+
+    def create_mc(description):
+        "Create subclass using the 'type' metaclass"
+        class_name = "".join(x.capitalize() for x in description.split())
+        def __init__(self, time):
+            Event.__init__(self, description + " [mc]", time)
+        globals()[class_name] = \
+            type(class_name, (Event,), dict(__init__ = __init__))
+
+    def create_exec(description):
+        "Create subclass by exec-ing a string"
+        class_name = "".join(x.capitalize() for x in description.split())
+        klass = """
+    class %s(Event):
+        def __init__(self, time):
+            Event.__init__(self, "%s [exec]", time)
+    """ % (class_name, description)
+        exec klass in globals()
+
+    if __name__ == "__main__":
+        descriptions = ["Light on", "Light off", "Water on", "Water off", 
+                        "Thermostat night", "Thermostat day", "Ring bell"]
+        initializations = "ThermostatNight(5.00); LightOff(2.00); \
+            WaterOn(3.30); WaterOff(4.45); LightOn(1.00); \
+            RingBell(7.00); ThermostatDay(6.00)"
+        [create_mc(dsc) for dsc in descriptions]
+        exec initializations in globals()
+        [create_exec(dsc) for dsc in descriptions]
+        exec initializations in globals()
+        Event.run_events()
+
+The ``Event`` base class is the same. The classes are created
+automatically using the ``create_mc()`` function, which takes its
+``description`` argument and generates a class name from it. Then it
+defines an ``__init__()`` method, which it puts into the namespace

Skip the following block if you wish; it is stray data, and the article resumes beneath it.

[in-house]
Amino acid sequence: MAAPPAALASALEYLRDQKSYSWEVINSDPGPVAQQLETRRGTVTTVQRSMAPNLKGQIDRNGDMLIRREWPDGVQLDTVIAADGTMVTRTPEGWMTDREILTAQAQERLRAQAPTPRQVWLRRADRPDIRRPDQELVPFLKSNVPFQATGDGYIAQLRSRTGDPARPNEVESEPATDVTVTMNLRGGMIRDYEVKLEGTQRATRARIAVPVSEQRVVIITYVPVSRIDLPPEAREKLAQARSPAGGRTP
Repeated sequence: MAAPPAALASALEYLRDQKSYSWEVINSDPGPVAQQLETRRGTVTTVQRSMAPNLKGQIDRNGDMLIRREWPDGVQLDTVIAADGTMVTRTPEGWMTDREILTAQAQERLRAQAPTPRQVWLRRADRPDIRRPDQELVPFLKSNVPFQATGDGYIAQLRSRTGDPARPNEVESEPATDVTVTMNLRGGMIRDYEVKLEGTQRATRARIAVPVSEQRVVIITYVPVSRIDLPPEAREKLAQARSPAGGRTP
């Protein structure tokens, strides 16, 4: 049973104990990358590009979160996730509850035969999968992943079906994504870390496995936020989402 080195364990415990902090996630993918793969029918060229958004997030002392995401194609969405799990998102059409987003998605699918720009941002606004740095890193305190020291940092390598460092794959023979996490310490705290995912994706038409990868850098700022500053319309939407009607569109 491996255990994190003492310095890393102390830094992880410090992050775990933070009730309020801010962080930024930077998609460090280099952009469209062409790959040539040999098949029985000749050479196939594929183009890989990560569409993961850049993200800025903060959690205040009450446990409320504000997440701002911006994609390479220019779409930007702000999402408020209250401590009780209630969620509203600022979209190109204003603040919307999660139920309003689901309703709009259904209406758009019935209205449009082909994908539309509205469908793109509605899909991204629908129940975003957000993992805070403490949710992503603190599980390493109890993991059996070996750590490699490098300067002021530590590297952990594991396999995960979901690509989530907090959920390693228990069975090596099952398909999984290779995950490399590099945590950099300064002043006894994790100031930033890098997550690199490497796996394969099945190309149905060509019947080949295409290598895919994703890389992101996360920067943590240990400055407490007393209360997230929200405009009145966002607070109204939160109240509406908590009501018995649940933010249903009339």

+dictionary for the ``type`` call, producing a new subclass of
+``Event``. Note that the resulting class must be inserted into the
+global namespace, otherwise it will not be seen.
+
+This approach works fine, but then consider the following
+``create_exec()`` function, which accomplishes the same thing by
+calling ``exec`` on a string defining the class. This will be much
+easier to understand by the vast majority of the people reading your
+code -- those who do not understand metaclasses.
+
+Python 3 metaclasses (and does the Python 2 syntax still work in 3?)
+
+example: Autogeneration of the "event" sublclasses in the greenhouse
+example using type(), and metaclass programming. Alternative, show
+class decorator if possible. Or even exec?
+
+.. Possible example: simplification of XML creation via operator
+   overloading.
+
+>>> C = type('C', (object,), {})
+>>> c = C()
+>>> C
+
+
+Example: Self-Registration of Subclasses
+================================================================================
+
+It is sometimes convienient to use inheritance as an organizing